As a depressing summary by Tel Aviv University’s Kantor Center for the Study of Anti-Semitism noted last September, “Recent years have witnessed a rise in anti-Semitic manifestations, including vandalism, media attacks, caricatures, and physical attacks on Venezuelan Jewish institutions.”
Members of the Venezuelan opposition I’ve spoken with over the past year have all remarked on the virulence of Chavez’s anti-Semitism. In 2012, Israel was temporarily displaced by the emergence of a domestic Jewish target in the form of the rival presidential candidate to Chavez – the youthful and energetic Henrique Capriles. While Capriles is a practicing Catholic, his mother’s family, the Radonskis, arrived in Venezuela after surviving the Holocaust in Poland. Other members of the family perished in the Nazi concentration camps.
In their attacks on Capriles, Chavez and his press lackeys referred to him with an array of derogatory terms – “gringo,” “bourgeois,” “imperialist,” and, above all, “Zionist.” There was no doubt that by “Zionist” the regime meant “Jew.”
Why did anti-Semitism become such a potent force in a country that eschewed it for so long? Some analysts regard it as the inevitable outcome of Chavez’s alliance with Iran, Hamas and Hizbullah.
Yet there is another factor. The main ideological influence on Chavez was a relatively obscure Argentinian sociologist, Norberto Ceresole. A Holocaust denier and all-round conspiracy theorist, Ceresole’s theories became the basis for what Venezuelans know as chavismo, the matrix of social institutions and values created by the Chavez regime. The first chapter of a book in which Ceresole extolled the virtues of such a system, under which the relationship between the “leader” and the “people” is privileged, was titled “The Jewish Problem.”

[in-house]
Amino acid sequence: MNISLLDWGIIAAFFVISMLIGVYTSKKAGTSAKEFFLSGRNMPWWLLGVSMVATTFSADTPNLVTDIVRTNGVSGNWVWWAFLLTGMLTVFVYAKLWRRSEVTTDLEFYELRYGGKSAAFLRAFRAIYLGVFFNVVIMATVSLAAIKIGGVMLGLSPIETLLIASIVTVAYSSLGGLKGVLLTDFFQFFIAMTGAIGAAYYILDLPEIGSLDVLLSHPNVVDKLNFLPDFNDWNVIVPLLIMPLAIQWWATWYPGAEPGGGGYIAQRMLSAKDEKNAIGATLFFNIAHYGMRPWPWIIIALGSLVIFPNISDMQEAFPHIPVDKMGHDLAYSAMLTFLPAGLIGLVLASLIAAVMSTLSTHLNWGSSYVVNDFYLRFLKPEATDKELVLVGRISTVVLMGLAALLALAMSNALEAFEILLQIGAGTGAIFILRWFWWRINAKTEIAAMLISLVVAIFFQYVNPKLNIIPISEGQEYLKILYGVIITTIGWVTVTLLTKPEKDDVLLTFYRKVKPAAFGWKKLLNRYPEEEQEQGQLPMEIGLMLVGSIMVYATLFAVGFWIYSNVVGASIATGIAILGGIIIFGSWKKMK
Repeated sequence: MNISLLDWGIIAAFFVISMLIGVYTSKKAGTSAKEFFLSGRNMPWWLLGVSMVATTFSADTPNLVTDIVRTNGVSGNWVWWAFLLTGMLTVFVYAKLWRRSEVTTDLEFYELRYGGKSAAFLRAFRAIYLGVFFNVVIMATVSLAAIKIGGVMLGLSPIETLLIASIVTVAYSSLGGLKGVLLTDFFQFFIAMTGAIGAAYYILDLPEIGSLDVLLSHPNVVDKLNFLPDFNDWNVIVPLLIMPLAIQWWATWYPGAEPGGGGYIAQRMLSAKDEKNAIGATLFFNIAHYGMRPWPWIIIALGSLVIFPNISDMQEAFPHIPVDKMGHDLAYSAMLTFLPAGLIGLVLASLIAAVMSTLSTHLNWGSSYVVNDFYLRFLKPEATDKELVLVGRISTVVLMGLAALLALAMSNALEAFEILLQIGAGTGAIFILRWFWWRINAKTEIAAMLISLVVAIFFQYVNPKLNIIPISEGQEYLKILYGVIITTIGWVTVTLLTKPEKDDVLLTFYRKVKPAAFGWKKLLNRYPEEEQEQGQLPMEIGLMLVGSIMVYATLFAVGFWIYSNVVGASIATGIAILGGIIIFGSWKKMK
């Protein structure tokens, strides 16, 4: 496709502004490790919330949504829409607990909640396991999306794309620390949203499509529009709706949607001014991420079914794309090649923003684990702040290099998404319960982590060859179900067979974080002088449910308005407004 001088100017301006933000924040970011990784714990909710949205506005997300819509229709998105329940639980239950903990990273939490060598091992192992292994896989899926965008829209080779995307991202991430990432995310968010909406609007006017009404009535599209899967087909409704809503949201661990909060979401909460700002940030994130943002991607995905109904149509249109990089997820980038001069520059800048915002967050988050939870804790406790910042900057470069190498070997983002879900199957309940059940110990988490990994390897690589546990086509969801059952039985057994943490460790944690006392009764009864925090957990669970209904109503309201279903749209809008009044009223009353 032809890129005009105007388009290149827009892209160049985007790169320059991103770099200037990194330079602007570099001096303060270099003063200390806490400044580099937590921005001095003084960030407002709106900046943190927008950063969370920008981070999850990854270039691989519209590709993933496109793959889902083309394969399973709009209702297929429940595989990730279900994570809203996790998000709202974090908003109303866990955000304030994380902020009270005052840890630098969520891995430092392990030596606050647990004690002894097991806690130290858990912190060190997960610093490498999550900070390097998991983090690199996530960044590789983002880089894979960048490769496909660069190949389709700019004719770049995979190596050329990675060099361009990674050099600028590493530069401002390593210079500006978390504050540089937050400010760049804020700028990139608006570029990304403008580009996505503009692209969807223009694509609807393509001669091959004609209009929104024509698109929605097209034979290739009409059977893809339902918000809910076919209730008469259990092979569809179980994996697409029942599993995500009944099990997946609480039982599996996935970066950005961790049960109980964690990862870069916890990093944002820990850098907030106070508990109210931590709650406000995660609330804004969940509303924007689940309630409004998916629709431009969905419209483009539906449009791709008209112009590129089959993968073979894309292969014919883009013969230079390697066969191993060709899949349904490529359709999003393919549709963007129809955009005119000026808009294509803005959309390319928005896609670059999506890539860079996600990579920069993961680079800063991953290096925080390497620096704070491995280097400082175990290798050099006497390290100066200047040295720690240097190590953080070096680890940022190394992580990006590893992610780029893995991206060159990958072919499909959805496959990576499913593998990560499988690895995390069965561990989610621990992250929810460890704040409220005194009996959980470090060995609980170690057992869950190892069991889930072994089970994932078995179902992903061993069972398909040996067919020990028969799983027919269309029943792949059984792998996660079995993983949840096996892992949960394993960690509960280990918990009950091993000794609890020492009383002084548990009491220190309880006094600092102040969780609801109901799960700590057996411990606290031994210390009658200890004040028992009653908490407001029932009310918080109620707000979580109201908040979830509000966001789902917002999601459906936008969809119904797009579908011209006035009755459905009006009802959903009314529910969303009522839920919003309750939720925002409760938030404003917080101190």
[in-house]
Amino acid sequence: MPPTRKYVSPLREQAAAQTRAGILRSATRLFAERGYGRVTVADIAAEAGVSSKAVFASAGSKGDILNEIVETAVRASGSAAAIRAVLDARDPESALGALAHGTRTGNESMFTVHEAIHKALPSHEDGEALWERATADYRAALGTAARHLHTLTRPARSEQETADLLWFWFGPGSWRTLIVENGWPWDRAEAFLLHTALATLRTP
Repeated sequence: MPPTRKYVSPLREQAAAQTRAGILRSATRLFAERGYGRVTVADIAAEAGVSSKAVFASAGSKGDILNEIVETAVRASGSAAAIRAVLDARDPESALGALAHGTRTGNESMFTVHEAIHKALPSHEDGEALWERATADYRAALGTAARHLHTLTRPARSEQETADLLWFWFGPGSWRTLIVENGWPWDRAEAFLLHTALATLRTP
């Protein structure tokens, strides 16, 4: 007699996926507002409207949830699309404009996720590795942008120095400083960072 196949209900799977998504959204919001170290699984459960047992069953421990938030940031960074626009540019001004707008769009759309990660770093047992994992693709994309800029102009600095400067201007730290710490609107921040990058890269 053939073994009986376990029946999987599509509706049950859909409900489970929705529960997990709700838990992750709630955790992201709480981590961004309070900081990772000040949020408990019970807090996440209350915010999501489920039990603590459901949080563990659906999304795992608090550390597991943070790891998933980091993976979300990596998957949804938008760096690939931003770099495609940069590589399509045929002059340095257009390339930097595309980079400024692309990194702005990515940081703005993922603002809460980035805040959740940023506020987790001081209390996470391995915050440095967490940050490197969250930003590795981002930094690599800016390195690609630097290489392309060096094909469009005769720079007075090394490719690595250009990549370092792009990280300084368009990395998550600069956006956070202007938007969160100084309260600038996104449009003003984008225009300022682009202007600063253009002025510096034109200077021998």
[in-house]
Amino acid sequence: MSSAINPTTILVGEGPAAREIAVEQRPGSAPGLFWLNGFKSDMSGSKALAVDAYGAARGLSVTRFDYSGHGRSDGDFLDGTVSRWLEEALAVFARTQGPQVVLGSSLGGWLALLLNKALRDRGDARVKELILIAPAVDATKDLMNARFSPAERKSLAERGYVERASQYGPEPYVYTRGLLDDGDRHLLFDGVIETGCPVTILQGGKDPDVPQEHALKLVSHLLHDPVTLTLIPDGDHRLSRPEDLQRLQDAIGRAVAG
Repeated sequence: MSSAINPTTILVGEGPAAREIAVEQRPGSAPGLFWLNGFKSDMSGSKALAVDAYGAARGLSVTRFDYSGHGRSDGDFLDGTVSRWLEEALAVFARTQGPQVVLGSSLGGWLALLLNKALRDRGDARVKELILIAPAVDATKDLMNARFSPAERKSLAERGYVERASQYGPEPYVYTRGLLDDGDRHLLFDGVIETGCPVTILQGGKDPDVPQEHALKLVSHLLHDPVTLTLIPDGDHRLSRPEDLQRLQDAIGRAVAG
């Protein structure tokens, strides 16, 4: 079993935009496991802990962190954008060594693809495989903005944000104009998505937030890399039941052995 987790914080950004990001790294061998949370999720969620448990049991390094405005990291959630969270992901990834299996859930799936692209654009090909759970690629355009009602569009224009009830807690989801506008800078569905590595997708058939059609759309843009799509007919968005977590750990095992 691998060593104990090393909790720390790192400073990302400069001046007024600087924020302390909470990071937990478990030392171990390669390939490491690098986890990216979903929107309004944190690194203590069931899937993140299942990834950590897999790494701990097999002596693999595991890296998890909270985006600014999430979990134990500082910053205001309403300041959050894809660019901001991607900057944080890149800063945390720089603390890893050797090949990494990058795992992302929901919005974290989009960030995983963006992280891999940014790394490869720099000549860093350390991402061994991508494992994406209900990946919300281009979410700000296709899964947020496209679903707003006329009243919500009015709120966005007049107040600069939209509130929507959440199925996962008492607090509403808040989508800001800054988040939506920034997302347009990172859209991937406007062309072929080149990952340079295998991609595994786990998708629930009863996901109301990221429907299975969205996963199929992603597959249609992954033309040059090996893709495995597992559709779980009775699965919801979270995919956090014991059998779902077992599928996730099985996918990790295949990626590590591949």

There are few reasons to believe antagonism toward Jews will disappear in post-Chavez Venezuela. Nicolas Maduro is an orthodox Chavista who, as foreign minister, has enthusiastically pushed for even closer relations with Israel’s enemies. Maduro’s main rival, the National Assembly President Diosdado Cabello, is viewed as less ideologically motivated, yet he too is unlikely to mend fences with Israel and the U.S.
Moreover, Chavez’s figure will loom large in the political life of Venezuela. Should Henrique Capriles follow through on his stated intention to challenge Chavez’s successor, it is probable, according to Sammy Eppel, director of the Human Rights Commission of B’nai B’rith Venezuela, that the anti-Semitic caricatures used against him last year will emerge again.
As for Chavez himself, Eppel does not hold back: “Chavez will probably be remembered as the one who made Venezuelan Jews feel that for the first time they were not welcome…a chilling reminder of past tragedies.”
For the Venezuelan people, who face economic chaos and political meltdown, the tragedy continues.
About the Author: Ben Cohen is Shillman analyst for JNS.org. His writings on Jewish affairs and Middle Eastern politics have been published in The Wall Street Journal, Commentary, the New York Post, Haaretz, Mosaic, and many other publications.